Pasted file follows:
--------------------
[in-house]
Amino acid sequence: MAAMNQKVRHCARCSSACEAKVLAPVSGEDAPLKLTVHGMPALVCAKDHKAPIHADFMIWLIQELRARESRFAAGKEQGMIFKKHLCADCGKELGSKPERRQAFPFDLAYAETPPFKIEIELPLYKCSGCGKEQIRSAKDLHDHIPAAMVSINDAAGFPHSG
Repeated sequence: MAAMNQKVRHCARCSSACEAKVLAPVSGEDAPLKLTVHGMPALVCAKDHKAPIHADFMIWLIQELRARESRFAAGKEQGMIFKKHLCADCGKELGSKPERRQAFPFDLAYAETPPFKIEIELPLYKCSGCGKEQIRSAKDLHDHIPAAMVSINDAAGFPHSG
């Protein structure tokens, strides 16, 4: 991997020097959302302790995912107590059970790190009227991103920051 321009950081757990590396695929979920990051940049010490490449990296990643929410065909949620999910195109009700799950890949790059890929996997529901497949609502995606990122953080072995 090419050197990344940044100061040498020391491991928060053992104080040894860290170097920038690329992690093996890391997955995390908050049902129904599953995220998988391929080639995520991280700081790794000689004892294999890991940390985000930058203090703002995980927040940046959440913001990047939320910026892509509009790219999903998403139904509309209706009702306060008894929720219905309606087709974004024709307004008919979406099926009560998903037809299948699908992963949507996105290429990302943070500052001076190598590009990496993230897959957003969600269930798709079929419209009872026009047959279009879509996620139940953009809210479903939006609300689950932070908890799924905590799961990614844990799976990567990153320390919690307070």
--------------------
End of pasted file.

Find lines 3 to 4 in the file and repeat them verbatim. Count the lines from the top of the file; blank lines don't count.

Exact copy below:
Repeated sequence: MAAMNQKVRHCARCSSACEAKVLAPVSGEDAPLKLTVHGMPALVCAKDHKAPIHADFMIWLIQELRARESRFAAGKEQGMIFKKHLCADCGKELGSKPERRQAFPFDLAYAETPPFKIEIELPLYKCSGCGKEQIRSAKDLHDHIPAAMVSINDAAGFPHSG
């Protein structure tokens, strides 16, 4: 991997020097959302302790995912107590059970790190009227991103920051 321009950081757990590396695929979920990051940049010490490449990296990643929410065909949620999910195109009700799950890949790059890929996997529901497949609502995606990122953080072995 090419050197990344940044100061040498020391491991928060053992104080040894860290170097920038690329992690093996890391997955995390908050049902129904599953995220998988391929080639995520991280700081790794000689004892294999890991940390985000930058203090703002995980927040940046959440913001990047939320910026892509509009790219999903998403139904509309209706009702306060008894929720219905309606087709974004024709307004008919979406099926009560998903037809299948699908992963949507996105290429990302943070500052001076190598590009990496993230897959957003969600269930798709079929419209009872026009047959279009879509996620139940953009809210479903939006609300689950932070908890799924905590799961990614844990799976990567990153320390919690307070």